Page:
Certainly Mary Magdalene knew that. In John’s gospel, in his first appearance after his resurrection, Jesus says to her, “Go to my brothers and say to them, “I am am ascending to my Father and your Father, to my God and your God” (Jn 20:17). While John thus mentions it, the Ascension itself, Jesus’ return to heaven, is only described in one gospel (Luke 24:50-53). The church remembers this event on May 30, the Feast of the Ascension, though we don’t often think about it because this feast is not normally celebrated on a Sunday and is not often preached on.
So the Easter season begins with church remembering the resurrection, and as the Easter season begins to wind down, the story changes to Jesus returning the Father. We can ask, what are we supposed to think about as the Easter season ends? What would be helpful for us to reflect on? If Easter was a time when the Kingdom of God has never seemed closer and more real in the risen Christ, the man who stands before us having broken the chains of death, where does the Kingdom of God go when Jesus leaves the disciples for the last time?
In today’s gospel we see Jesus beginning to prepare the disciples for the time when he would leave them. John 14 is the start of the longest goodbye in the Bible. Now you might hate long goodbyes at the airport, but if you read all of John’s gospel, this is an epically long goodbye, what scholars call the Farewell Discourse. In John 14 Jesus begins three chapters of last instructions and teachings to his disciples before he is arrested in John 17. In these chapters Jesus tries to tell his friends why he must leave them, and tries to reassure them by saying that his death is necessary because it will lead to better things.
The language in today’s gospel is complicated (aka Johanine) but it in essence it is a promise that the disciples will never be abandoned and need never fear. Jesus will return to the Father after his death and resurrection, but in his place the Father will send the Holy Spirit: “But the Advocate, the Holy Spirit, whom the Father will send in my name, will tech you everything, and remind you of all that I have” (Jn 14:26). The disciples won’t begin to understand this until the miracle of Pentecost, as we’ll hear in a few Sundays, when the Holy Spirit comes and allows them to take the message of Jesus into all the world.
So here are the key messages from today’s gospel for us, the descendants of the first disciples.
- We are not alone, and we never have been. The Holy Spirit is the final gift of God’s presence to us in Jesus.
- In returning to the Father, Jesus opens a ways for us to be with God in all God’s fullness: “we will come to them and make our home with them” (14:23)
- The Holy Spirit gives us peace and joy, by freeing us from the worldly pressures and worries that pull us away from God “(I do not give to you as the world gives”).
- The Holy Spirit is our teacher and our memory - it will “teach you everything, and remind you of all that I have said to you”, and so the Holy Spirit allows us to live as God wants us to live (“those who love me will keep my word”).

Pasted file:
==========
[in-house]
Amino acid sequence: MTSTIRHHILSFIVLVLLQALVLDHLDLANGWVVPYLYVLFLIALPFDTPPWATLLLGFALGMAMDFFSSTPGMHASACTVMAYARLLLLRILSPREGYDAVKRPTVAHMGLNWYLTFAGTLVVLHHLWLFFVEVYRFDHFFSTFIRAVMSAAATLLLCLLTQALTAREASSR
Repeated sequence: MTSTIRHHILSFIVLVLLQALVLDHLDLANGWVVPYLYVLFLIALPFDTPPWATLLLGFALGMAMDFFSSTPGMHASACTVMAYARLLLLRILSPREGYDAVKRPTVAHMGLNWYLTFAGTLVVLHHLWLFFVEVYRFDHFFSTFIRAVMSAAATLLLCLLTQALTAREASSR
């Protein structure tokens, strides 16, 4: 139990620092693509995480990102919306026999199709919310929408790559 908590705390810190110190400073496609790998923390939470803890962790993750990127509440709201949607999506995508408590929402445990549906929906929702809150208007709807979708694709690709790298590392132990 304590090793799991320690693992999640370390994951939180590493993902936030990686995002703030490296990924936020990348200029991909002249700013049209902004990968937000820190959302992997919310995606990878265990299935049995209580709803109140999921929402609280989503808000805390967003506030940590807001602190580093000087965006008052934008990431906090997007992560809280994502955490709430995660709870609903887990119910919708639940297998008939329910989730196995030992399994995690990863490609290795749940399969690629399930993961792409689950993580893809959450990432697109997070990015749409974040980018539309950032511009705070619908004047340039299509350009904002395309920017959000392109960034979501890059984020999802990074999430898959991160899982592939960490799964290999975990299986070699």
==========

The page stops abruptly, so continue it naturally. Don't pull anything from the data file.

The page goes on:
In short, the Holy Spirit allows us to be the church. It allows us to be a people who live in the knowledge that the resurrection is the start of a new creation, the first glimpse of that New Jerusalem in Revelation, where there is only life, only love, only light, only God. The church is thus called to be the promise of something better, something yet to come, for we are situated somewhere between the Ascension and the New Jerusalem, somewhere between the return of Jesus to the Father and his return in glory at the end of time.
As we stand between these two times, we at St. Margaret’s are not that different from the little community that we heard of in our first lesson from Acts, the believers who welcome Paul and the apostles at Philippi. Lydia and her small group of believers are prayerful, open and attentive to what God may be calling them to do, ready to minister to the world but subtly apart from the world (at the gates), ready to be hospitable and ready to share the work with others (the apostles) to show Christ to the world.
Two thousand years later, our reality, our life as a community, and our strength as a parish comes from our faith in Christ and in the reality of his resurrection. and our belief that Jesus is one with God the Father. The Spirit that works in us - our humour, our prayerfulness, our care for one another, our hope, our hospitality and our willingness to share our belief with others - comes from the Holy Spirit working within us. As we think to the years ahead, and to what we can offer to the community around us, our greatest strength and advantage is precisely this same Spirit, the presence of God in Trinity who will never abandon his people, our greatest hope, and our greatest joy.
My prayer for us at St. Margaret’s, as we discern our future and our mission to those around us, is that we may always build on our greatest strength, namely the Spirit that is the very presence of God among us, the God who will never abandon us, and who empowers us to show God’s life to the world.
Saturday, April 27, 2019